Jacob's Ladder


Jacob’s Ladder is a pastel drawing inspired by an intriguing dream the patriarch had on his way to Harran. In Genesis 28:10-15, we read how Jacob took a stone and lay down to sleep…how he got any sleep lying on a rock has always amazed me!! In the dream Jacob sees a stairway reaching from earth to heaven, with the angels of God ascending and descending on it. The Lord then confirms the same covenant with Jacob that He made with Abraham:

The promise that he would possess the land of Canaan and that his descendants would be as numerous as the stars of the sky and be a blessing to all the world.


When I started this drawing, I took the liberty of making the staircase out of stone, with Jacob nestled at the bottom. The angels were a lot more difficult to draw – I suppose that’s because I didn’t have a personal, visual reference for them! With any piece of art - be it drawing, painting, dancing, writing or singing, the artist is endeavouring to give their interpretation of a moment in time.


How does one even attempt to depict Jacob’s words in response to his dream:

“How awesome is this place! This is none other than the House of God, this is the Gate of Heaven.”


So, what makes such a non-descript place the Entrance to Heaven, the House of God?

The mystery unfolds when we read Yeshua’s reference to Jacob’s dream in John 1:51: “Most assuredly, I say to you, hereafter you shall see heaven open, and the angels of God ascending and descending upon the Son of Man.”


In this one sentence Jesus redefines the Gate of Heaven, changing it from a place to a person – the Son of Man. Throughout the New Testament, Yeshua often speaks of Himself as the Son of Man - a reference to a major prophecy of the Messiah found in Daniel 7:13.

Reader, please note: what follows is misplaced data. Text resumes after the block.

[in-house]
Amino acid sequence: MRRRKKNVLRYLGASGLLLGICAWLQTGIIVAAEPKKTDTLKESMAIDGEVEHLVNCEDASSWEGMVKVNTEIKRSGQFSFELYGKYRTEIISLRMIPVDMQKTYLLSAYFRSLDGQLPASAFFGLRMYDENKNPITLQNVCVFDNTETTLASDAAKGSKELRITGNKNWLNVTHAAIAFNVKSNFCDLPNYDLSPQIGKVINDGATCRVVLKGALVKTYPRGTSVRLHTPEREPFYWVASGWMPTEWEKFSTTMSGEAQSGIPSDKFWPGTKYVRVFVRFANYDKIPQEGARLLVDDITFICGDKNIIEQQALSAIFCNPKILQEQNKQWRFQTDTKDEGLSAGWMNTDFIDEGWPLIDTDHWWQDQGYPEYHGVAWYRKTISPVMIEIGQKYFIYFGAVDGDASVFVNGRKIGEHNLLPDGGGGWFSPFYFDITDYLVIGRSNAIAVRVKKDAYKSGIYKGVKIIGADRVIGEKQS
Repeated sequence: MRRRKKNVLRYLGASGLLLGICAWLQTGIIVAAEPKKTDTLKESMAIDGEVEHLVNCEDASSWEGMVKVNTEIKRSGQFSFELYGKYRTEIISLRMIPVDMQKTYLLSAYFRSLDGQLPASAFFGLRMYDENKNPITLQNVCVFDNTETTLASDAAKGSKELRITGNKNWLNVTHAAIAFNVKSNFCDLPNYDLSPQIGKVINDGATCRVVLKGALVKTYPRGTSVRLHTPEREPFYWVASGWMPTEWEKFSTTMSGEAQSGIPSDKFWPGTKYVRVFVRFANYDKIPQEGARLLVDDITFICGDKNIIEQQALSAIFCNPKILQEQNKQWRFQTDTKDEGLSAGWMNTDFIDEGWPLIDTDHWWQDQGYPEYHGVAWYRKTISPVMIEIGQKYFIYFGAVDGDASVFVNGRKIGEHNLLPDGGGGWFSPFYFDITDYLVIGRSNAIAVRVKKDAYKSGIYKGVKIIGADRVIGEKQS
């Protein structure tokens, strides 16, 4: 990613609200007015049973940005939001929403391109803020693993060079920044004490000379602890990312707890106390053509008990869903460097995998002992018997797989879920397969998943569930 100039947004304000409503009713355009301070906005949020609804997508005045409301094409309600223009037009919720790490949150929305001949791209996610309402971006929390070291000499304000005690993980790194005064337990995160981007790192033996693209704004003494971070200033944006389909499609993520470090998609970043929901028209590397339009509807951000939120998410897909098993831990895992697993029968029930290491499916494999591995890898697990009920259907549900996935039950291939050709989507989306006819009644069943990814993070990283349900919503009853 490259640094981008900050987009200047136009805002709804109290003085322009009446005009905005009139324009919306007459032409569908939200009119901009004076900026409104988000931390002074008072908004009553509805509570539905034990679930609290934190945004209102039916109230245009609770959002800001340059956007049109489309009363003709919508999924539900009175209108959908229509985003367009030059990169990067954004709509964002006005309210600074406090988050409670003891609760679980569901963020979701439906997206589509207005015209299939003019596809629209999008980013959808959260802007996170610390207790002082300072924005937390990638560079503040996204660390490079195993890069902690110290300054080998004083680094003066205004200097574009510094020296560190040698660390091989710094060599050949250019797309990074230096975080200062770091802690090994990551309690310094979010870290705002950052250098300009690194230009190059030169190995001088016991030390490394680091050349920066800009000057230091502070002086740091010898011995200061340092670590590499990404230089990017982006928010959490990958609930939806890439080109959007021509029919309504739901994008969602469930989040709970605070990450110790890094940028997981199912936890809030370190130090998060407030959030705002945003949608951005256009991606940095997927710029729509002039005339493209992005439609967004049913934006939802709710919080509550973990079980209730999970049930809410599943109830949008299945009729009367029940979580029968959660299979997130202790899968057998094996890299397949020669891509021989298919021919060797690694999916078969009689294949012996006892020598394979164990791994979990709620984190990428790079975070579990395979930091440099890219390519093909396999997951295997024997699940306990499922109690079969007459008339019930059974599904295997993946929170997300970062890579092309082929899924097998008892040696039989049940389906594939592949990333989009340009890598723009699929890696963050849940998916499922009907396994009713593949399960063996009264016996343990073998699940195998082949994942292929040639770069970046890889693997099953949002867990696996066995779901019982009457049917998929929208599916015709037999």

The ascent of angels on the Son of Man, indicates that He is the ladder, a connection between man and God. In past conversations, I’ve had people say “I don’t need a mediator, I can go straight to God.” In his book The Messiah Factor, Tony Pearce writes:

“As far as Judaism is concerned there is no need for a Mediator, because God reveals himself directly to Israel through the Torah.”


But when we read the account of the Torah being given in Exodus chapters 19 and 20, we see that Moses was the mediator through whom God spoke to the people.

Under the Old Covenant, there were particular rules for worshipping God. Only the High Priest could go into the Holy of Holies and he took with him the blood of an animal which he offered to God on behalf of himself and for the sins which the people committed. In Hebrews 9:15 we read concerning Yeshua:

“That is why He is the one who mediates a new covenant between God and people, so that all who are called can receive the eternal inheritance God has promised them.”


Religion pushes us to performance – trying to climb the ladder of a clean conscience. A relationship with Yeshua, the Mediator, means that by faith we are made right with God

Yeshua said: “I am the way, and the truth, and the life. No one comes to the Father except through me” John 14:6.


If you haven’t already taken that step, why not make it today?!

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